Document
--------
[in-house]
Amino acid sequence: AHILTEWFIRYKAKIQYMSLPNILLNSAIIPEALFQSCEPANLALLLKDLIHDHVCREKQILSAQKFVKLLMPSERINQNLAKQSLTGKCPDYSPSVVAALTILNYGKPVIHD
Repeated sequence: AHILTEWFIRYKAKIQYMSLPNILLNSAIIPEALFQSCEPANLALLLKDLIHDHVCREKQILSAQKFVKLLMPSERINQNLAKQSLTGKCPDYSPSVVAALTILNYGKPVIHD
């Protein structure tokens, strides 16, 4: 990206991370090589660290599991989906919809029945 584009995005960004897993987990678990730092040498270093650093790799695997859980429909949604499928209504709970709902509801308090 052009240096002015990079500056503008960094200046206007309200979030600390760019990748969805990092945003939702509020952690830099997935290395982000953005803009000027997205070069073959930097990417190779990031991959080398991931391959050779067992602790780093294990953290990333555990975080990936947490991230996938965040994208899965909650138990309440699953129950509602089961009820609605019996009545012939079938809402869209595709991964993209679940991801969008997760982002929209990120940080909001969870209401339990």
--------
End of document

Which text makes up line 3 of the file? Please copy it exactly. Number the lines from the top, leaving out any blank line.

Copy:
Repeated sequence: AHILTEWFIRYKAKIQYMSLPNILLNSAIIPEALFQSCEPANLALLLKDLIHDHVCREKQILSAQKFVKLLMPSERINQNLAKQSLTGKCPDYSPSVVAALTILNYGKPVIHD